Current Canadian Forces Education and Training for Moral and Ethical Decision Making in Operations


  1. Thomson, M.H.
  2. Hall, C.D.T.
  3. Adams, B.D.
Corporate Authors
Defence R&D Canada - Toronto, Toronto ONT (CAN);Humansystems Inc, Guelph ONT (CAN)
The Canadian Forces’ (CF) role on the international stage has substantially changed over the past decade. For most of the latter part of the twentieth century, the CF primarily participated in peacekeeping missions (e.g., the former Yugoslavia, Rwanda, etc.). Though these operations were typically restricted to non-coercive, diplomatic efforts to uphold a volatile peace agreement between two domestic warring factions, many CF members confronted tough moral and ethical dilemmas while in operations (Thomson, Adams, & Sartori, 2006). With its most recent deployment to southern Afghanistan (Kandahar province), there is also a high probability that CF members will face moral and ethical dilemmas. The CF is involved in counterinsurgent operations on a regular basis, and unlike conventional state-to-state wars, these wars are fought among the people that both insurgent and counterinsurgent forces are trying to win over. Insurgents wage political war through military means, making it extremely difficult for opposing forces to win the hearts and minds of the people they are meant to protect. They also employ strategies and tactics that violate widely held international conventions for waging war. It is important, therefore, to gain a better understanding of the CF’s perspective on moral and ethical decision making in order to enhance operational effectiveness in such situations. As part of a long term research program by Defence Research and Development Canada (DRDC) Toronto i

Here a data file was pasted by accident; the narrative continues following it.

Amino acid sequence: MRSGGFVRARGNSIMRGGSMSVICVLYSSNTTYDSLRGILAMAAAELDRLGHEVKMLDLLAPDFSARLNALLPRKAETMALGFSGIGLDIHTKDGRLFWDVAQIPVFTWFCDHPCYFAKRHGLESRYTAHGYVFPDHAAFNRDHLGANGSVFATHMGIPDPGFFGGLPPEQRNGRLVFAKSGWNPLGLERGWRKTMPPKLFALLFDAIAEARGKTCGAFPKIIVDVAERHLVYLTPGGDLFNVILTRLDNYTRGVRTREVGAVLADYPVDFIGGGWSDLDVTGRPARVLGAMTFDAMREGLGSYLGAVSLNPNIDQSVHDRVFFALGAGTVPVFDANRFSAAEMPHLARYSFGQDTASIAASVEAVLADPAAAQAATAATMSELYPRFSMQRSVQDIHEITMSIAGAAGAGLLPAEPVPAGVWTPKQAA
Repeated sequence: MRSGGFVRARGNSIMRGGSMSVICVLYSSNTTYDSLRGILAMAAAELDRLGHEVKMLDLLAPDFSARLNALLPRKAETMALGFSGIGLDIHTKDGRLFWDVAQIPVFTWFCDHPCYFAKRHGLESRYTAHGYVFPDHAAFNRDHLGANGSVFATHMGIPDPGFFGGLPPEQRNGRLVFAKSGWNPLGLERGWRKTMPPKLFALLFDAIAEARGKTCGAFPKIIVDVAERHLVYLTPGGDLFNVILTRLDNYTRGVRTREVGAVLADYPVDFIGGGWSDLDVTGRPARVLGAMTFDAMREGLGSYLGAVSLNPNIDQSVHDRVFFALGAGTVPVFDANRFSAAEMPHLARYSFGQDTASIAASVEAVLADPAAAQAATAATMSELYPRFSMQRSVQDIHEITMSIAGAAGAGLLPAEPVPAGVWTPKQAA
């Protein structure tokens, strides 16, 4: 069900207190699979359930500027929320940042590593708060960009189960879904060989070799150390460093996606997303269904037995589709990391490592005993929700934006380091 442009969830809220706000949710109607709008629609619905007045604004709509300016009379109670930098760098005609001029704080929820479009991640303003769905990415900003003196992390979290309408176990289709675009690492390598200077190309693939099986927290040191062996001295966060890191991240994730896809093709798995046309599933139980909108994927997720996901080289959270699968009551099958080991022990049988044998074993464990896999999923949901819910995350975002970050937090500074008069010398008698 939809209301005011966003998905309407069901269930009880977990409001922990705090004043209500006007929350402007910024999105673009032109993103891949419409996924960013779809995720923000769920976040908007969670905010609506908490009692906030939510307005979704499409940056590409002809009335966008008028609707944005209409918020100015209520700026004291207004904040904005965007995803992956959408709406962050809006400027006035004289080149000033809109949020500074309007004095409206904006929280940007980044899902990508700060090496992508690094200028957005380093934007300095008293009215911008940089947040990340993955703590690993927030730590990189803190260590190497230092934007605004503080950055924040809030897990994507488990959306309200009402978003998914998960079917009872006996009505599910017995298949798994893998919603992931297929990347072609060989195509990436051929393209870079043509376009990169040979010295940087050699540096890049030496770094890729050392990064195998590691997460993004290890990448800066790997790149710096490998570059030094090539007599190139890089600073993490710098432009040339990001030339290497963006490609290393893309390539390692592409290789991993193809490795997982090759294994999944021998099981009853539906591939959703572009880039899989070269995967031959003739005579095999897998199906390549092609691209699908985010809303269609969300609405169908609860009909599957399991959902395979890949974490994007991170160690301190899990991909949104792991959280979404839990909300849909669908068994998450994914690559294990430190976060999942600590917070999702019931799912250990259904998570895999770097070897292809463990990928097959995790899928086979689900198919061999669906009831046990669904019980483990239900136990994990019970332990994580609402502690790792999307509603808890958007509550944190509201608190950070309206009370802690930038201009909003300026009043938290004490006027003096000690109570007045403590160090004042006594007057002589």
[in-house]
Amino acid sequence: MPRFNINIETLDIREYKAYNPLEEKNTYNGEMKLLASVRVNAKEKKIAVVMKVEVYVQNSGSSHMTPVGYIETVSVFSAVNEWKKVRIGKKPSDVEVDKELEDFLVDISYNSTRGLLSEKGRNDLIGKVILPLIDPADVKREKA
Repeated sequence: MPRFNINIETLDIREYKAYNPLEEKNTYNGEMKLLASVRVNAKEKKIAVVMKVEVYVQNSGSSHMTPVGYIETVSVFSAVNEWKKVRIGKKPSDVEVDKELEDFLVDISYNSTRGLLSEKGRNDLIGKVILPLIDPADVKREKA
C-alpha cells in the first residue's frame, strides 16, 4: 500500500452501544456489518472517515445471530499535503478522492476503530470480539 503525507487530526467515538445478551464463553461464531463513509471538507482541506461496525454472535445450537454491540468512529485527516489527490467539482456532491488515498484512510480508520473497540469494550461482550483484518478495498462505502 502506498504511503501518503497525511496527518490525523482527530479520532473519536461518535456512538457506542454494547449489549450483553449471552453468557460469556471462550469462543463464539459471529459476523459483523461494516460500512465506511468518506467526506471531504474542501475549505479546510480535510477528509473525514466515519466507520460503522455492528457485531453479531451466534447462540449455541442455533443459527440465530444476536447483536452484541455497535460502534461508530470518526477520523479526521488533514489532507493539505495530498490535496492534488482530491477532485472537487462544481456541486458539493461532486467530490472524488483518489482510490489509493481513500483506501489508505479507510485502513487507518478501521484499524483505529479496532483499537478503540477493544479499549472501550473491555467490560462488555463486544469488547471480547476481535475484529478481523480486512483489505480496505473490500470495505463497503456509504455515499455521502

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Canadian Forces;Moral and ethical decision making;Training;Asymmetric warfare;Behaviour
Report Number
DRDC-TORONTO-CR-2010-043 — Contractor Report
Date of publication
31 Mar 2010
Number of Pages
Electronic Document(PDF)

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